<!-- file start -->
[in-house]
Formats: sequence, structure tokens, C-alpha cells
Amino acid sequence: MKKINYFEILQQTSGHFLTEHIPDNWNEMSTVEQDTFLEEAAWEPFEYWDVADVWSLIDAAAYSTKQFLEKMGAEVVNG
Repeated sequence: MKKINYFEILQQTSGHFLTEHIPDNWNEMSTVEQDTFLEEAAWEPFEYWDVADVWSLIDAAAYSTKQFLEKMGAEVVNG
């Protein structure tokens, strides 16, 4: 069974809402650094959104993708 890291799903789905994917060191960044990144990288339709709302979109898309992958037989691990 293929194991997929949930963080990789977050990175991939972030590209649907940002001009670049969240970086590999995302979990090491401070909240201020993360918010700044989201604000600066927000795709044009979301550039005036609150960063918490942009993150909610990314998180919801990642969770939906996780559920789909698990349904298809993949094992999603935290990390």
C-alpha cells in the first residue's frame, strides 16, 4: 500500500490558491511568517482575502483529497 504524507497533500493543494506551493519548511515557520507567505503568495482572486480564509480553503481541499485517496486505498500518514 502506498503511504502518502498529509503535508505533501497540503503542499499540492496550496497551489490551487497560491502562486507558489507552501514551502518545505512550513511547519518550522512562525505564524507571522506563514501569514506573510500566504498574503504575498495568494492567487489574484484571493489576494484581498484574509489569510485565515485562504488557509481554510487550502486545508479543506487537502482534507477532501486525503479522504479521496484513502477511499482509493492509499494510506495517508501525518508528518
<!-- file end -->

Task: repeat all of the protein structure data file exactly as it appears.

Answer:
[in-house]
Formats: sequence, structure tokens, C-alpha cells
Amino acid sequence: MKKINYFEILQQTSGHFLTEHIPDNWNEMSTVEQDTFLEEAAWEPFEYWDVADVWSLIDAAAYSTKQFLEKMGAEVVNG
Repeated sequence: MKKINYFEILQQTSGHFLTEHIPDNWNEMSTVEQDTFLEEAAWEPFEYWDVADVWSLIDAAAYSTKQFLEKMGAEVVNG
């Protein structure tokens, strides 16, 4: 069974809402650094959104993708 890291799903789905994917060191960044990144990288339709709302979109898309992958037989691990 293929194991997929949930963080990789977050990175991939972030590209649907940002001009670049969240970086590999995302979990090491401070909240201020993360918010700044989201604000600066927000795709044009979301550039005036609150960063918490942009993150909610990314998180919801990642969770939906996780559920789909698990349904298809993949094992999603935290990390």
C-alpha cells in the first residue's frame, strides 16, 4: 500500500490558491511568517482575502483529497 504524507497533500493543494506551493519548511515557520507567505503568495482572486480564509480553503481541499485517496486505498500518514 502506498503511504502518502498529509503535508505533501497540503503542499499540492496550496497551489490551487497560491502562486507558489507552501514551502518545505512550513511547519518550522512562525505564524507571522506563514501569514506573510500566504498574503504575498495568494492567487489574484484571493489576494484581498484574509489569510485565515485562504488557509481554510487550502486545508479543506487537502482534507477532501486525503479522504479521496484513502477511499482509493492509499494510506495517508501525518508528518